Saturday, February 28, 2009

On the recent community firestorm...

As you may have noticed, there was a bit of an internal fight in the feminist blogging community these last two weeks. It started with this post and ended, as much as it could, anyway, with an apology from the authors. If you missed it (and you very well might have - more proof of how wrong it was!), it was basically an attempt to show how the big feminist blogs exploit little blogs/WOC. A couple of the best analysis/rebuttals can be found here and here.

I really wanted to say something about the whole mess, but just don't feel I have anything to add. I think I'll play a song instead:

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Target Women: Oscar Ex-Plosion

I promise that besides this and my Kate Winslet post to not talk about the Oscars anymore. It's over, I know. It's been almost a week. But who can resist Sarah Haskins?

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Friday, February 27, 2009

Rock on Obama with your bad self!

From The Washington Post (and many, many other sources), Obama Administration to Reverse Bush Rule on 'Conscience' Regulation:
The Obama administration has begun the process of rescinding sweeping new federal protections that were granted in December to health-care workers who refuse to provide care that violates their personal, moral or religious beliefs.

The Office of Management and Budget announced this morning that it was reviewing a proposal to lift the controversial "conscience" regulation, the first step toward reversing the policy. Once the OMB has reviewed the proposal it will be published in Federal Register for a 30-day public comment period.


The new rule empowers the federal government to cut off federal funding for any state or local government, hospital, health plan, clinic or other entity that does not accommodate doctors, nurses, pharmacists or other employees who refuse to participate in care they find objectionable. The Bush administration adopted the rule at the urging of conservative groups, abortion opponents and others in order to safeguard workers from being fired, disciplined or penalized in other ways.

Women's health advocates, family planning proponents, abortion rights activists and others condemned the regulation, saying it would create a major obstacle to providing many health services, including family planning, infertility treatment and end-of-life care, as well as possibly a wide range of scientific research.

The move marks the latest challenge to the Obama administration's attempt to find more of middle ground on issues related to abortion. President Obama has said repeatedly he hopes those on both sides of the issue can work to reduce the number of abortions by preventing unwanted pregnancies and by offering support to women who do get pregnant and want to continue their pregnancies.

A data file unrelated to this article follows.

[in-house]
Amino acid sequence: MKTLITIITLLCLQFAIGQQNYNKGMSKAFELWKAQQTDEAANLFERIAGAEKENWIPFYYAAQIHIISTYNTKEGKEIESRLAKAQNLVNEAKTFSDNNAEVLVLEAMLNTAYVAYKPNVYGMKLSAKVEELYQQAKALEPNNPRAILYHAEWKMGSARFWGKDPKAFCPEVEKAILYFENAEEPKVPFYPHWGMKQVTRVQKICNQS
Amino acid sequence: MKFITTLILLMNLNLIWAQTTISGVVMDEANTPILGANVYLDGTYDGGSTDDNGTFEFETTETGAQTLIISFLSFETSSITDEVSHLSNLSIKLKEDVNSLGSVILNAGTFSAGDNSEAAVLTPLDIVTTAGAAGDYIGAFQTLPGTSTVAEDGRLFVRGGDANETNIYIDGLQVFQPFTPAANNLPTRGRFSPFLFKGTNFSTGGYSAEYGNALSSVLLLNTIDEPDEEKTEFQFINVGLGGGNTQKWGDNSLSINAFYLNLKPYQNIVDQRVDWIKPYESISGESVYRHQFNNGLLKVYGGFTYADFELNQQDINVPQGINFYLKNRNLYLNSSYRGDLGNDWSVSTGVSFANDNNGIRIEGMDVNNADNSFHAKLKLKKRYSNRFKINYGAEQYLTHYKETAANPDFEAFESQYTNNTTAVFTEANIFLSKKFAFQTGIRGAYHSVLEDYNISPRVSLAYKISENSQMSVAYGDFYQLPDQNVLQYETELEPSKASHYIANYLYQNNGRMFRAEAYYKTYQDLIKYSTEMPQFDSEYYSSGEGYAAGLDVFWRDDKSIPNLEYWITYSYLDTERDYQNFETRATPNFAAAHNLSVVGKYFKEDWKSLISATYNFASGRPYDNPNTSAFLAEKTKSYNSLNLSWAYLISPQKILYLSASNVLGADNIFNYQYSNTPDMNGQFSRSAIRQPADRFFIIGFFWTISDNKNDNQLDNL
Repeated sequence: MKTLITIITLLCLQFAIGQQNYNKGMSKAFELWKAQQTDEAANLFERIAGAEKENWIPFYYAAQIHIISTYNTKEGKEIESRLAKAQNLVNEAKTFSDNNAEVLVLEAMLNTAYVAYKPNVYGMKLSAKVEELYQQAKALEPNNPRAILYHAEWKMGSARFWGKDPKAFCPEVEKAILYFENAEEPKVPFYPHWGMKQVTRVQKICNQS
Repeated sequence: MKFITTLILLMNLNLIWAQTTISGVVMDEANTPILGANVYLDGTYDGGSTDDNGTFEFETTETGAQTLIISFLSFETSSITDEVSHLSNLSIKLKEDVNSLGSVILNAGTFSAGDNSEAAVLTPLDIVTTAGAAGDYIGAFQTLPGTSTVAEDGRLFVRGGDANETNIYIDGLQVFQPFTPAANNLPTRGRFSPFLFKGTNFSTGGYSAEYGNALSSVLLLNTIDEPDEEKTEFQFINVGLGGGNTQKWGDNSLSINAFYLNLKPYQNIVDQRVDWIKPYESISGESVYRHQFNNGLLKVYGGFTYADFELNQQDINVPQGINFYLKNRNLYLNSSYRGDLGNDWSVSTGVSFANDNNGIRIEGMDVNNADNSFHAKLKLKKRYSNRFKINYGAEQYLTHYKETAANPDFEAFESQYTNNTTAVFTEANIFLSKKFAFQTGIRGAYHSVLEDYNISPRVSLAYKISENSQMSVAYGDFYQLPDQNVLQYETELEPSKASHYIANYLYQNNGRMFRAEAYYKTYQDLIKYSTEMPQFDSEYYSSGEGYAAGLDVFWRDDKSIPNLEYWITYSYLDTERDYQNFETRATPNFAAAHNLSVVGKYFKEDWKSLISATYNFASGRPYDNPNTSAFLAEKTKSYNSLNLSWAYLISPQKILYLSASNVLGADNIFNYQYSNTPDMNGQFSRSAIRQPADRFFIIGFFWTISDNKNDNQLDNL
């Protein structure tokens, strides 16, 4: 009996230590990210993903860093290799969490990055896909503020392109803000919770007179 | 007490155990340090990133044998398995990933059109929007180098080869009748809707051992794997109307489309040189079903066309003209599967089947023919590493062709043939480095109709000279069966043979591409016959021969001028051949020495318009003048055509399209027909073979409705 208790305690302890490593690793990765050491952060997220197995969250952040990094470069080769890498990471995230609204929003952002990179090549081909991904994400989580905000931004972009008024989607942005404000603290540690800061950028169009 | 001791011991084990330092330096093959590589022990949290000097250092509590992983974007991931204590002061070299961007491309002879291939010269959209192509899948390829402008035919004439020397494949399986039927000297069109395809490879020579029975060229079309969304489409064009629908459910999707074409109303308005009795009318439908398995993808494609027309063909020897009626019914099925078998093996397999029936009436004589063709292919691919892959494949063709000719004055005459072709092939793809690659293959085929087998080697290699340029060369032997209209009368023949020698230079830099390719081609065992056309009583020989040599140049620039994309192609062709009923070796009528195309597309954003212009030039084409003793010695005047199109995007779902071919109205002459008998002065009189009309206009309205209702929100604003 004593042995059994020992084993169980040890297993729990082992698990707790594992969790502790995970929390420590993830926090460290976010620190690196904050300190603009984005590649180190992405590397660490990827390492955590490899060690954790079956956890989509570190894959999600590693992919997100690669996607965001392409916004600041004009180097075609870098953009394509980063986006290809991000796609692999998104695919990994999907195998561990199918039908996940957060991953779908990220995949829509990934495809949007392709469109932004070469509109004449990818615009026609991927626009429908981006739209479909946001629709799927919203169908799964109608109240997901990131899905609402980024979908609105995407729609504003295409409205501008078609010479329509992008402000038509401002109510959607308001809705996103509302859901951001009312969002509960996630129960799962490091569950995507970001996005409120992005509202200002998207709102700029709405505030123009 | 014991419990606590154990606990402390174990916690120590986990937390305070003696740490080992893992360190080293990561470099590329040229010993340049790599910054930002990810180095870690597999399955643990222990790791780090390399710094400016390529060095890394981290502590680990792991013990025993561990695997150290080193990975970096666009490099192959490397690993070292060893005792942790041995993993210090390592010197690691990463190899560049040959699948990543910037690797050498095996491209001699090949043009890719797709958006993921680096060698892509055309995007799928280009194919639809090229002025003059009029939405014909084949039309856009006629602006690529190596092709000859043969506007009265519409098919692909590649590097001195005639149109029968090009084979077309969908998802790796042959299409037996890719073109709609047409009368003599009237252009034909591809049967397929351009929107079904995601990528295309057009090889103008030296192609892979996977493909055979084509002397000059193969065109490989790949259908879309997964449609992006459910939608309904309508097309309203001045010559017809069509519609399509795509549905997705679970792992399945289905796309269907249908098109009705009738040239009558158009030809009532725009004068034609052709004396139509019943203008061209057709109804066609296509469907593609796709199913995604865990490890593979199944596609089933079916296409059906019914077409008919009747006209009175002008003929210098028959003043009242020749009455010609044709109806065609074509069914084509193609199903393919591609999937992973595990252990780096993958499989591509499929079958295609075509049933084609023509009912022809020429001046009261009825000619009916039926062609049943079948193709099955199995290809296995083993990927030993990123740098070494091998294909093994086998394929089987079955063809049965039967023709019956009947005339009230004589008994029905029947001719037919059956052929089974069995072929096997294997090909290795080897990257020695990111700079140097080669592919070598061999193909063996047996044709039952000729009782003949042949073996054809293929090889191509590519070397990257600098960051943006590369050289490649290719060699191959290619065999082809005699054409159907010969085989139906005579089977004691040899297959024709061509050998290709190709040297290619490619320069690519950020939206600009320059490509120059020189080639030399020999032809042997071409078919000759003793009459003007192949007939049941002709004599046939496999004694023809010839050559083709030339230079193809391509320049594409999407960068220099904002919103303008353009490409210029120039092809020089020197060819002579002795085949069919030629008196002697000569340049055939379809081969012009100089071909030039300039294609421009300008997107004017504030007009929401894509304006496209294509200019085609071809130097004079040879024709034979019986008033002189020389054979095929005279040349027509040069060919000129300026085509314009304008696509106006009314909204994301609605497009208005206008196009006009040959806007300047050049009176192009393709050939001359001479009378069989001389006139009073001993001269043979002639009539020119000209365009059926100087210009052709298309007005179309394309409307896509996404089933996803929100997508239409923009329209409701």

I know there's still a whole process to go through, the 30-day comment period, etc., but...Yay.

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So having just watched what according to reports might be the last episode of Privileged, I thought I would share with you Fourth Wave-ers. I may be one of the only people watching this shiny bubbly series that started in September on the CW. The show is certainly part eye candy, but it is also smart and has a lot of heart. In this week's episode teenager Sage is led to break-up with her Catholic boyfriend because he refuses to go to Marco's (the fabulous and hilarious chef at Sage's house) wedding to his boyfriend. On what other show would the topic of gay marriage be grounds for a break up where rich teens are involved (probably not Gossip Girl)? I have to say this week's episode really reminded me why I've been DVRing and watching all season. Plus Kathy Griffin was appropriately cast as the wedding planner.

The show is about Megan, an Ivy-league grad who wants to be a writer, but has yet to find her dream job. After she is fired from the NYC tabloid she was an assistant at, she moves back to her home town to tutor a pair of wealthy sisters who lost their parent's when they were young. Rose and Sage start out a pair of spoiled rich kids, but as the series has progressed their characters have developed, and their complex relationship has become one of the most interesting on the show. I like the show because it it smart and funny, and as Entertainment Weekly pointed out, while it hasn't really replaced Gilmore Girls, it does bring the banter. Here is their list of reasons the show should stay on the air:

1. Joanna Garcia
As tutor-to-the-rich Megan Smith (pictured, left), Garcia plays cynical and sunny, pretty and goofy, dark and funny. Think Lorelai and Rory Gilmore in one, with a little Veronica Mars on top.

2. The Gilmore vibe
Nothing can replace the Girls, but Privileged comes close, with heartfelt family stories, endearing side characters (Allan Louis' chef Marco -- pictured, right -- has his own series' worth of drama!), and sparkling banter.

3. The Twins
Megan's wealthy charges, Rose (Lucy Kate Hale) and Sage (Ashley Newbrough), struggle with Paris Hilton urges, date dorks and the help, and might even want to be a little smart.

4. Its Dark Side
Megan's mom, who ditched her when she was a kid, suddenly reappeared. She then stole $25,000 from Megan's boyfriend. Who was planning to use it as bail money for Megan's sister. Who was accused of running drugs.

5. Underrated Actors